Very Concerning Read/Write Issues. Important information for all users

Hello Ignition Members,

Disclaimer - All of our senior designers/programmers are qualified for their jobs where I work. These problems are described as I see them, they may not be exactly what happened. Therefor they are to be used for troubleshooting the issue only. Thank you.

We are in contact with some ignition developers and are desperately trying to fix this problem. This is a GLOBAL problem therefore it won’t be affecting just us. It may be affecting anyone who is using ignition well. Time for the community to pull together to fix this. Any probable solutions will be tested and greatly appreciated. This problem has become a HAZARD and someone in our plant broke their finger yesterday because a RUD came down on his finger due to the condition of a bit sticking in the PLC after the HMI was interacted with. It could become a lot worse than just a broken finger.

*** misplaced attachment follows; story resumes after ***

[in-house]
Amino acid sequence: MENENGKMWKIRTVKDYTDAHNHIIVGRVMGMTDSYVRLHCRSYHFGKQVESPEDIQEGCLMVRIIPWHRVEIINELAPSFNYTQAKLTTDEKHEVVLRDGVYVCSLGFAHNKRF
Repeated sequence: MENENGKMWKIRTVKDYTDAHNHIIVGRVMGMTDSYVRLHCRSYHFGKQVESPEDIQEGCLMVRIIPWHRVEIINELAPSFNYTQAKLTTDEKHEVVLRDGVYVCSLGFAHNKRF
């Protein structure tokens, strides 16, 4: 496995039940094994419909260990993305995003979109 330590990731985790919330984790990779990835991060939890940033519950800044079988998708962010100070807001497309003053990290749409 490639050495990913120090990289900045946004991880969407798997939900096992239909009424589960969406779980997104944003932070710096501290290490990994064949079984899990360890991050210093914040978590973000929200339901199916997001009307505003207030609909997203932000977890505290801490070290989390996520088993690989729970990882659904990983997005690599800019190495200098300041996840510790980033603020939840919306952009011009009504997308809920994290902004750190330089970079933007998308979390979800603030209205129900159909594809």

Temporary/Unreliable solution - Go to your Ignition Developer and change your Project>Properties>Client>General>Update Mode to NOTIFY rather than PUSH. This will make life a little more difficult because you will have to go to the HMI to update it. But it could save a life, so do it.
How this temporarily fixes the problem - People will no longer be holding down buttons while the project is updated.

Today our team experienced a problem with the state of a bit in a portion of our Roll Up Door (RUD) logic. The bit was sticking to one state in the PLC after the HMI button was pressed and released

With problem number #1 we thought we figured out the cause. We came to the conclusion that because the HMI was being updated, a MouseReleased script was not being run (when you update the HMI by Push rather than Notify, when an operator has their finger on the button and it updates, no release of the button is registered to the PLC from the HMI script). Therefore the bit in the PLC remains ON until manually turned off, or until the HMI button is pressed again.